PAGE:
Interesting as a film about the possibility of compassionate capitalism. Or maybe it should be the impossibility, in that it takes the industrial-scale persecution, humiliation and slaughter of 6,000,000 for Schindler to acquire a dangerous sense of compassion. But it remains ambiguous as to whether Schindler actually comprehends the reality of what's happening.
Candor compels me to admit that Schindler's List not only made me blubber helplessly both times I saw it, once before and once after reading Thomas Keneally's fascinating nonfiction novel; it has also, though I have some misgivings, won my gratitude and respect.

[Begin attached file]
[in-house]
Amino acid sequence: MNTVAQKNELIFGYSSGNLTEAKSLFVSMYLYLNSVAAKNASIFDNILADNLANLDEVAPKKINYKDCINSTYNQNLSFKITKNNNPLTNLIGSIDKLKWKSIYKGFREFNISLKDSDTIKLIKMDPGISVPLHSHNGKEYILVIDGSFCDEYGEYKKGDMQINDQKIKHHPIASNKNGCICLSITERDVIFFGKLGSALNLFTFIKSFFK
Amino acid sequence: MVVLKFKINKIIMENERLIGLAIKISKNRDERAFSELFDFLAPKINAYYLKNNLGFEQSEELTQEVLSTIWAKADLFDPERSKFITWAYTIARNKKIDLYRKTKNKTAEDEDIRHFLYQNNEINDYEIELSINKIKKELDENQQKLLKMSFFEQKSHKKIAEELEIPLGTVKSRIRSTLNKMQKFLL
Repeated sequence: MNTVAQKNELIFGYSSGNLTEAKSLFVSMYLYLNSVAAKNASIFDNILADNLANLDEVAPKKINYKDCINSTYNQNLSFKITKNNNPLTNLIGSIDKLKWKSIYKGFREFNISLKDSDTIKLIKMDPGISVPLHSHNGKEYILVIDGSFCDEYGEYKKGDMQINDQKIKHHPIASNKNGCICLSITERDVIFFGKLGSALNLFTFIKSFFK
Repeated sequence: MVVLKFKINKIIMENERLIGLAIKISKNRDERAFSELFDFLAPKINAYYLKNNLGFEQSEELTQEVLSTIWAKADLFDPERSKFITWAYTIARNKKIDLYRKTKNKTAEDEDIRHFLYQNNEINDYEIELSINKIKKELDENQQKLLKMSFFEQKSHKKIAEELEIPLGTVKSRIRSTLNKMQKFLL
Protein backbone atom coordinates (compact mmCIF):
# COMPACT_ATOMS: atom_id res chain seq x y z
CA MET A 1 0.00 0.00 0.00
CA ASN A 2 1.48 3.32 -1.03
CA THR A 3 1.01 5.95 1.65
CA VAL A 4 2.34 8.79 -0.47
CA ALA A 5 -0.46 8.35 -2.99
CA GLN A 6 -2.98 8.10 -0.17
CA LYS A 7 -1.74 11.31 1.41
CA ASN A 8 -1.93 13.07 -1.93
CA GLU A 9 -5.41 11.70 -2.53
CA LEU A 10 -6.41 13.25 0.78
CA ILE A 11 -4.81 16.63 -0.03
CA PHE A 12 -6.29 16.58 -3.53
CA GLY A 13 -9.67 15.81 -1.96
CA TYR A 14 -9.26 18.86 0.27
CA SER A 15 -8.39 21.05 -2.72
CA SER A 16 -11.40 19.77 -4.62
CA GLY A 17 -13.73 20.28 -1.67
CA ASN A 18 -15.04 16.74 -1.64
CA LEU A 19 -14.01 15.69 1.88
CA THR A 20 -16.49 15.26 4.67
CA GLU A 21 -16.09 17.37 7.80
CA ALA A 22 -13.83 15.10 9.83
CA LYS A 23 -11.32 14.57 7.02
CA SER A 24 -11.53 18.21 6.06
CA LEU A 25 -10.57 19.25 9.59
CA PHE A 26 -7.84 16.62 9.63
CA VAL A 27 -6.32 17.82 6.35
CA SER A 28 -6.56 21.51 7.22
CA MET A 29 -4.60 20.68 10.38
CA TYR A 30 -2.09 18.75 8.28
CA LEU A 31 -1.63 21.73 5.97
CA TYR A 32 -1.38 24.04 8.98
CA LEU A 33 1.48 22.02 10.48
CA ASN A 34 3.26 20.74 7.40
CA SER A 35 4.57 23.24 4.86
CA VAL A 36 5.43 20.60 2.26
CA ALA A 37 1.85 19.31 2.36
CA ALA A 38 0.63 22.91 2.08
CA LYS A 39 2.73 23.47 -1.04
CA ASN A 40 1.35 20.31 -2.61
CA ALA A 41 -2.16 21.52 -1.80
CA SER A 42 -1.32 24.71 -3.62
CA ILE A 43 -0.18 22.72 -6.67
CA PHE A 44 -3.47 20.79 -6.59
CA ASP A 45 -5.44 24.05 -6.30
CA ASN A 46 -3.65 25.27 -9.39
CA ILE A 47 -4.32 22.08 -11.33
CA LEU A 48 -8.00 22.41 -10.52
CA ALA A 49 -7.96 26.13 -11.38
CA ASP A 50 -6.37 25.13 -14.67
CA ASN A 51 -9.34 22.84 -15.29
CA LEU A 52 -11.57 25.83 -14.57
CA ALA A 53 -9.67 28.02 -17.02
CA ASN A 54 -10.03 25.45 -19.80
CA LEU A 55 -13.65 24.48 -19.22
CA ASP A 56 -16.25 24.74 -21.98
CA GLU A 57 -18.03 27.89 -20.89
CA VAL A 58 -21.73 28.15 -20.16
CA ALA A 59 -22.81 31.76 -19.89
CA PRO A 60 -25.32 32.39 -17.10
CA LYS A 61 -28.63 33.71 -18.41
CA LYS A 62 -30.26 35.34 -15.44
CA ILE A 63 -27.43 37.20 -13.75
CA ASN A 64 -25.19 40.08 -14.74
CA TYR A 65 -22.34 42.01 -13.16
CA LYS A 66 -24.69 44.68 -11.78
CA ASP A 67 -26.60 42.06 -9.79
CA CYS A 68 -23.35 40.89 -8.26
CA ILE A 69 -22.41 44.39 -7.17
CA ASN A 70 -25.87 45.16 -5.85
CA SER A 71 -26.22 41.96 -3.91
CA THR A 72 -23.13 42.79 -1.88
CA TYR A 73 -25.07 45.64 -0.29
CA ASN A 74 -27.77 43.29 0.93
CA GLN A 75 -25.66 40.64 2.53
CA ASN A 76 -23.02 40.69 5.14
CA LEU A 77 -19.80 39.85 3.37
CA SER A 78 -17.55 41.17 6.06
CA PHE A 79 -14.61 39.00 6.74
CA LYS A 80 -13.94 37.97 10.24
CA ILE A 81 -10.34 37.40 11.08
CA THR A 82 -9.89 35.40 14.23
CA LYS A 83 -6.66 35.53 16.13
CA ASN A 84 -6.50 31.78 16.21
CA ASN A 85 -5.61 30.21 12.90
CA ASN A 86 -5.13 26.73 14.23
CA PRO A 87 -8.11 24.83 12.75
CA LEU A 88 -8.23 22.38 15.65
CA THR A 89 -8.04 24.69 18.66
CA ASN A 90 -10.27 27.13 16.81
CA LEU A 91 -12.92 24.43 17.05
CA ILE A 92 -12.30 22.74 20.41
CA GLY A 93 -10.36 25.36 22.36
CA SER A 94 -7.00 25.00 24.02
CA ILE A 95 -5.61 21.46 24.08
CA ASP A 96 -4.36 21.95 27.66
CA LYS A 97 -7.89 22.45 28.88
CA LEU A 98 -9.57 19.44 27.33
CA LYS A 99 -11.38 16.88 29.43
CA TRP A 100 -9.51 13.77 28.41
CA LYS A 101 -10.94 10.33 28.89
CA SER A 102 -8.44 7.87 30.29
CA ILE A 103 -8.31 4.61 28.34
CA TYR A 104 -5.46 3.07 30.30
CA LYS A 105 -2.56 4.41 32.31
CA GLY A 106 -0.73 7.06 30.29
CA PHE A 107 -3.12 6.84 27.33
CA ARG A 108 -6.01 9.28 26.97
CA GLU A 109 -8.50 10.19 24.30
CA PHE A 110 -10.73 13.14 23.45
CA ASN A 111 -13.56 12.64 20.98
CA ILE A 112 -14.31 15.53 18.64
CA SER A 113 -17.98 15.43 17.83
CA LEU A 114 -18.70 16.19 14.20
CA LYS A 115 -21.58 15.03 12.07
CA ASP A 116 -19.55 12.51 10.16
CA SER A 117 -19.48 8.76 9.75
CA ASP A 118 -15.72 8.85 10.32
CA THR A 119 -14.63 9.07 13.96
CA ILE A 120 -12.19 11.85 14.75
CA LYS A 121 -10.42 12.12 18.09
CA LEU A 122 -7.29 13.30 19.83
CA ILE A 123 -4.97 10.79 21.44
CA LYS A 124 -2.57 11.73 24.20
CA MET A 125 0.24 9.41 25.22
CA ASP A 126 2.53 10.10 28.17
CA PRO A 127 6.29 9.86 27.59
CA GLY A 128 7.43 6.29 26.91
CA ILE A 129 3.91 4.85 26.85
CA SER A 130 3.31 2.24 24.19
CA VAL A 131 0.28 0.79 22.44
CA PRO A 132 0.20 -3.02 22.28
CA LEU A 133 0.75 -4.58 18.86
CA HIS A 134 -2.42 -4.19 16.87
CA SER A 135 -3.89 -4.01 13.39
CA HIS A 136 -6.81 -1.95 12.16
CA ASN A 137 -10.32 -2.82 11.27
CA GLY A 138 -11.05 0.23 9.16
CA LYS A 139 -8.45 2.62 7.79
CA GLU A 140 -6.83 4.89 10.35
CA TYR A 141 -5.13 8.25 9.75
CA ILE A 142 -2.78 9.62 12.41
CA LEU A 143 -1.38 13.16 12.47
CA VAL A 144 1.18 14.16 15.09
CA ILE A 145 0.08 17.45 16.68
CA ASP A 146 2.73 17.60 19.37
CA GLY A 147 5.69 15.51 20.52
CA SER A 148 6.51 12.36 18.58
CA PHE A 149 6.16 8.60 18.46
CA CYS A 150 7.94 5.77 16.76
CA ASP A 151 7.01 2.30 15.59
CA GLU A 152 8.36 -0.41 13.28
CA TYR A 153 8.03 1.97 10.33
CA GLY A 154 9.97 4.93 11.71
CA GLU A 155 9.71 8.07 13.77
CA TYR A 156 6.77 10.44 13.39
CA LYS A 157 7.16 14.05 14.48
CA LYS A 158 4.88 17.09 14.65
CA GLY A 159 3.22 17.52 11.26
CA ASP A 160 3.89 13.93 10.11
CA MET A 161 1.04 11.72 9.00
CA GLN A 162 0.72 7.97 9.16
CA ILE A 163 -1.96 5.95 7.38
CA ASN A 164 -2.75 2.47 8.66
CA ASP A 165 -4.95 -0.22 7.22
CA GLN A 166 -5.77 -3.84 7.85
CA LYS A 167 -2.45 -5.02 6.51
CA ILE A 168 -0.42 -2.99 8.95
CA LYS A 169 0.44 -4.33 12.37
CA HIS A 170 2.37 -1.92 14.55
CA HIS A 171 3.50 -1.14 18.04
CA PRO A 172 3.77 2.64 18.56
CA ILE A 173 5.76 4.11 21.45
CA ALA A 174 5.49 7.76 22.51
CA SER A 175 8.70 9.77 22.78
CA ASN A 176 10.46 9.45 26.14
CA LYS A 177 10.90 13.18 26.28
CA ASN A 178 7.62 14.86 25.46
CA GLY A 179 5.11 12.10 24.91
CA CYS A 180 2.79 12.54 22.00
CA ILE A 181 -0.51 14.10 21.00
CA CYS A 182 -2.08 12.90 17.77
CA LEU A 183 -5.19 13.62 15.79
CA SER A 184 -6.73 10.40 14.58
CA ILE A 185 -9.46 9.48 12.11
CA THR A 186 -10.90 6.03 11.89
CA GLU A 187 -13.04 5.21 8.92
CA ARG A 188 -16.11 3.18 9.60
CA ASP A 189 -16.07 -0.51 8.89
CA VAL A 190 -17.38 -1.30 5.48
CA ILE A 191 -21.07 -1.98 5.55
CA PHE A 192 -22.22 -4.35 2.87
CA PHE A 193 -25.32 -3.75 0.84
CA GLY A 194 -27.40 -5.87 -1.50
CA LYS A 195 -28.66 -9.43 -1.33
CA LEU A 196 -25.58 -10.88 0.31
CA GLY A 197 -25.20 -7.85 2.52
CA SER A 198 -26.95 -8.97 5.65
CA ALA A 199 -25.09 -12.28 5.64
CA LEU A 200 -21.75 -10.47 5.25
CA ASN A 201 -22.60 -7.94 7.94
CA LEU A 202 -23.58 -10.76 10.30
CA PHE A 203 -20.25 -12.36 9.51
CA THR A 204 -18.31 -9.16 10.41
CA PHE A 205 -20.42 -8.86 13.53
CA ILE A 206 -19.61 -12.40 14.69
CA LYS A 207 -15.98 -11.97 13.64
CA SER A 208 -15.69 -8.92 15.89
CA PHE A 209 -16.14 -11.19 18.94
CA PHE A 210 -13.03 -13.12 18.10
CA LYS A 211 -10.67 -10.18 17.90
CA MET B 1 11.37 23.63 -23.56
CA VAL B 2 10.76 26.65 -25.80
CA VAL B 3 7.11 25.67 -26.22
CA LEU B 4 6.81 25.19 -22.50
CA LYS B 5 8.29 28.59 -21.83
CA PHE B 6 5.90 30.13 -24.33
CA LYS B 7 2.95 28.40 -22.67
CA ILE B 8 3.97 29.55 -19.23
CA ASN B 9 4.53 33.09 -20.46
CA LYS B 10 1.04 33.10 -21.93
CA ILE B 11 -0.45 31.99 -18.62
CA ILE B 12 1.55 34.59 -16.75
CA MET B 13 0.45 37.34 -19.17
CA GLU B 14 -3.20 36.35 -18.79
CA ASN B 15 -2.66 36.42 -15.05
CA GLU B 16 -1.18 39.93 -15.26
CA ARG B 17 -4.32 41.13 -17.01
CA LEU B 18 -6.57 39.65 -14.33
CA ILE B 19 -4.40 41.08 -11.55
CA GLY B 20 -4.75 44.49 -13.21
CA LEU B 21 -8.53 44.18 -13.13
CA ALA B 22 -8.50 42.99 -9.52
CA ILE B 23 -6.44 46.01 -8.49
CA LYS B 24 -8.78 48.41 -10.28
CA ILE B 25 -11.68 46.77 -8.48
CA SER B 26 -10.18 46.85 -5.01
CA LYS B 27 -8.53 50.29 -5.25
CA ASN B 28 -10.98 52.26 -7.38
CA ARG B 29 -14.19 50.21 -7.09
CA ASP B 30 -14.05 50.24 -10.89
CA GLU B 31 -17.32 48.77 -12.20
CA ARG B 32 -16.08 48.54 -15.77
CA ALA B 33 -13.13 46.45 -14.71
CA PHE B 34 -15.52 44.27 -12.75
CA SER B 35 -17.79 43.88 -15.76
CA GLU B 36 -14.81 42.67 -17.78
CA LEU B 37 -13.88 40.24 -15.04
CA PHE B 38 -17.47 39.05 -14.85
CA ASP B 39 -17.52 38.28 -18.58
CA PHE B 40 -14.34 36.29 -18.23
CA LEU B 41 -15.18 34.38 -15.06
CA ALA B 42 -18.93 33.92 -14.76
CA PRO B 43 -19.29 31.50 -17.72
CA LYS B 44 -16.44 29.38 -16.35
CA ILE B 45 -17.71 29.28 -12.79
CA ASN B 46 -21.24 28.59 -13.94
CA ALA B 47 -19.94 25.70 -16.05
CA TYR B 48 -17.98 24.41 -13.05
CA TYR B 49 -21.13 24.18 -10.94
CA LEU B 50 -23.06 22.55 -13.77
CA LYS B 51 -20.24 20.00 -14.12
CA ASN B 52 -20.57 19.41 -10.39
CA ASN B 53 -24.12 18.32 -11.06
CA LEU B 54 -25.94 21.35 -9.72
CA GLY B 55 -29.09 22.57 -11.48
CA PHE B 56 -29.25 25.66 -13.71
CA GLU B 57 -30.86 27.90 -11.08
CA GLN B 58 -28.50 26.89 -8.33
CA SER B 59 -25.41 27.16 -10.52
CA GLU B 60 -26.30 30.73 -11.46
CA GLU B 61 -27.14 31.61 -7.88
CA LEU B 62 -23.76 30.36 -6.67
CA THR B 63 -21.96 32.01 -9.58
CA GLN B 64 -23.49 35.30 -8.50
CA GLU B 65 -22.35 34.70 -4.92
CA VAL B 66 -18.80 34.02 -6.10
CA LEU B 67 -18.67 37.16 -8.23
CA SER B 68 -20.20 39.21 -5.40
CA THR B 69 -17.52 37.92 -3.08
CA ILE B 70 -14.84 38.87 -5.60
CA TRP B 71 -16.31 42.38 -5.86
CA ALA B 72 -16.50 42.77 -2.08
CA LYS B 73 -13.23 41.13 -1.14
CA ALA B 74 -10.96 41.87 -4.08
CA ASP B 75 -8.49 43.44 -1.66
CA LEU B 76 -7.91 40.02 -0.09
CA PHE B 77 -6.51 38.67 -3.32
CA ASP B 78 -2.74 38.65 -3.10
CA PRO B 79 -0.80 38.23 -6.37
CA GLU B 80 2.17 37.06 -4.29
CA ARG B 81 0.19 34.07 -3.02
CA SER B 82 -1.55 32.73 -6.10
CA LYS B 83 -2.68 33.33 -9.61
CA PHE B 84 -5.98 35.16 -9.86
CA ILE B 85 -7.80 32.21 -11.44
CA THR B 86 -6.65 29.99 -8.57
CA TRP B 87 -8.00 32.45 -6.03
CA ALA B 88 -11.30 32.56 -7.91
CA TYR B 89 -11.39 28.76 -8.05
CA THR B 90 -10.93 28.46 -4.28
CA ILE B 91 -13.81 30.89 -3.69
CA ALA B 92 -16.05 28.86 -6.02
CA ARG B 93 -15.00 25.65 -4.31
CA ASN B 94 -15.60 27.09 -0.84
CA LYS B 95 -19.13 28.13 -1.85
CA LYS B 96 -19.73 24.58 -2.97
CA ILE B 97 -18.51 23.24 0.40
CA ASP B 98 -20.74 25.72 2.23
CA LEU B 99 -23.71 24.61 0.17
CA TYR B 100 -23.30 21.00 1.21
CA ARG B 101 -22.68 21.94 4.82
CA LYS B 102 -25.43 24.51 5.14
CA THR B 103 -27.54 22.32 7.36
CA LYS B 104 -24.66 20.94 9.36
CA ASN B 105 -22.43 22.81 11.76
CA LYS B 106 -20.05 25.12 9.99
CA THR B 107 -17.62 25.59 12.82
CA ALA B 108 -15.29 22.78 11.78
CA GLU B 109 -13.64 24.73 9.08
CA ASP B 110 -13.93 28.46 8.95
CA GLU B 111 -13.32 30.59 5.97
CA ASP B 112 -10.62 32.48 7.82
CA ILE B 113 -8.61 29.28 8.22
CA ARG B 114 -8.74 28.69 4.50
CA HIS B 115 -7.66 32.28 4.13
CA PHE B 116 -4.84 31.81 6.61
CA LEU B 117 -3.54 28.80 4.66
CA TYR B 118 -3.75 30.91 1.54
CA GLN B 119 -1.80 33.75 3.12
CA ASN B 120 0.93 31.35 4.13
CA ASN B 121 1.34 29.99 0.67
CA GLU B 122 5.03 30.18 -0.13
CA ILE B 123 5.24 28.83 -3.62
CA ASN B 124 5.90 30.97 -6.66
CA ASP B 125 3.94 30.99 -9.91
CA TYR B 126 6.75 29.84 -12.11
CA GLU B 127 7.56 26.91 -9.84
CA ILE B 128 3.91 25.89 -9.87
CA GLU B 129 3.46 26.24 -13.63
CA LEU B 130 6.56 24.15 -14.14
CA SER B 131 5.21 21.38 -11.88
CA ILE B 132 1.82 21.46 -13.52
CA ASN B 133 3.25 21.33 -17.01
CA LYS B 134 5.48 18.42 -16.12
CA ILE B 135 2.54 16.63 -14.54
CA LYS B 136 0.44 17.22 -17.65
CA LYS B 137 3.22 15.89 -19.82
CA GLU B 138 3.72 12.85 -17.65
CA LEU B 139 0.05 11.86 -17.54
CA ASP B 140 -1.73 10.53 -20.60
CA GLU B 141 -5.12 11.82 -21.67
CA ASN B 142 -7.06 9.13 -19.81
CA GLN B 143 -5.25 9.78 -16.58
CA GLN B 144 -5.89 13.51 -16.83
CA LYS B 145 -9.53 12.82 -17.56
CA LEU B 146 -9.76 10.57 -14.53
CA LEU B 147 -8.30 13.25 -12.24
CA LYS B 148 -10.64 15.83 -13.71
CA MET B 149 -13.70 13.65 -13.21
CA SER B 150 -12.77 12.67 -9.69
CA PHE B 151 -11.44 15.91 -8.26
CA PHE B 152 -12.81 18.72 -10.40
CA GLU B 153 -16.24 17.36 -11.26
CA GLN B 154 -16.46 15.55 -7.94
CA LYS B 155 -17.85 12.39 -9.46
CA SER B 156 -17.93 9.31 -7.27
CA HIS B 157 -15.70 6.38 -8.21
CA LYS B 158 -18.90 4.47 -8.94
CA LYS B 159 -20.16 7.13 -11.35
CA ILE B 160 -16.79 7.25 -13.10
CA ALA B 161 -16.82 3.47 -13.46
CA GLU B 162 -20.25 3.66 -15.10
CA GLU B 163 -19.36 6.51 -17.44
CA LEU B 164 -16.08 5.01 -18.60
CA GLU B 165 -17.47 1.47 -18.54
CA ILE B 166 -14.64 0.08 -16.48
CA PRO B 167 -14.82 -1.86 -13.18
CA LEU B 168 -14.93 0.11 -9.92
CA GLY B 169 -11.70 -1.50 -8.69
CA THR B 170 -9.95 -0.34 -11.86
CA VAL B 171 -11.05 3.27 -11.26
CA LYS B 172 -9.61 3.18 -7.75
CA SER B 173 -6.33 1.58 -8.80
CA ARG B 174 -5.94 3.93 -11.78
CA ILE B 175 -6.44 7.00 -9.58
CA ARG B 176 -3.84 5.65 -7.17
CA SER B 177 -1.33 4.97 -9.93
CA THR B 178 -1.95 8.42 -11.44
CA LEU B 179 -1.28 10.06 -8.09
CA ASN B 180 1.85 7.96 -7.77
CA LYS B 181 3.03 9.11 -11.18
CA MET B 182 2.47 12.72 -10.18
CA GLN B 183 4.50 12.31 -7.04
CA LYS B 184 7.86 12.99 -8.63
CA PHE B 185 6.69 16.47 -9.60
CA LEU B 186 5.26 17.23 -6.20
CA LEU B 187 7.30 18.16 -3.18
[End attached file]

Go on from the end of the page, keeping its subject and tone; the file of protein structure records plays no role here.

The first time I saw “Schindler’s List,” it enraged me. . . . Not surprisingly, I see it very differently now. Whereas a quarter-century ago I only could recognize Spielberg’s signature, saccharine sentimentality, now I register how many punches he pulled — how carefully he built his very necessary case using the exact tools for which my younger (and rasher) self faulted him.